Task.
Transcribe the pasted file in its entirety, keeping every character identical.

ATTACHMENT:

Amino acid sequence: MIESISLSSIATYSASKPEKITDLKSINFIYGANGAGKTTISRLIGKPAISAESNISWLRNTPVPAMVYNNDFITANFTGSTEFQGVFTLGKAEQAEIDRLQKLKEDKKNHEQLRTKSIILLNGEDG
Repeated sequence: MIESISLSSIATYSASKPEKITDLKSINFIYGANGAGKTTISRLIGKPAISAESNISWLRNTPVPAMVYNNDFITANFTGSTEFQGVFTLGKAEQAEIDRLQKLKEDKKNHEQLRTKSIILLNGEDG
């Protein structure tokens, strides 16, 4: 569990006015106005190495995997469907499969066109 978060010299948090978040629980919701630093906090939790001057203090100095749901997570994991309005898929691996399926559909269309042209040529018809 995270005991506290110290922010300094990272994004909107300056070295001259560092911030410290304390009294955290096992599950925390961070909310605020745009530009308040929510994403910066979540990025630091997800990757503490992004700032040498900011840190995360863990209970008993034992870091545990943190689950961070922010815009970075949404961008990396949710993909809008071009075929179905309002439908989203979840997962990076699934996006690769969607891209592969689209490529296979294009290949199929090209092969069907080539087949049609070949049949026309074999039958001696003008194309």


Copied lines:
Amino acid sequence: MIESISLSSIATYSASKPEKITDLKSINFIYGANGAGKTTISRLIGKPAISAESNISWLRNTPVPAMVYNNDFITANFTGSTEFQGVFTLGKAEQAEIDRLQKLKEDKKNHEQLRTKSIILLNGEDG
Repeated sequence: MIESISLSSIATYSASKPEKITDLKSINFIYGANGAGKTTISRLIGKPAISAESNISWLRNTPVPAMVYNNDFITANFTGSTEFQGVFTLGKAEQAEIDRLQKLKEDKKNHEQLRTKSIILLNGEDG
């Protein structure tokens, strides 16, 4: 569990006015106005190495995997469907499969066109 978060010299948090978040629980919701630093906090939790001057203090100095749901997570994991309005898929691996399926559909269309042209040529018809 995270005991506290110290922010300094990272994004909107300056070295001259560092911030410290304390009294955290096992599950925390961070909310605020745009530009308040929510994403910066979540990025630091997800990757503490992004700032040498900011840190995360863990209970008993034992870091545990943190689950961070922010815009970075949404961008990396949710993909809008071009075929179905309002439908989203979840997962990076699934996006690769969607891209592969689209490529296979294009290949199929090209092969069907080539087949049609070949049949026309074999039958001696003008194309």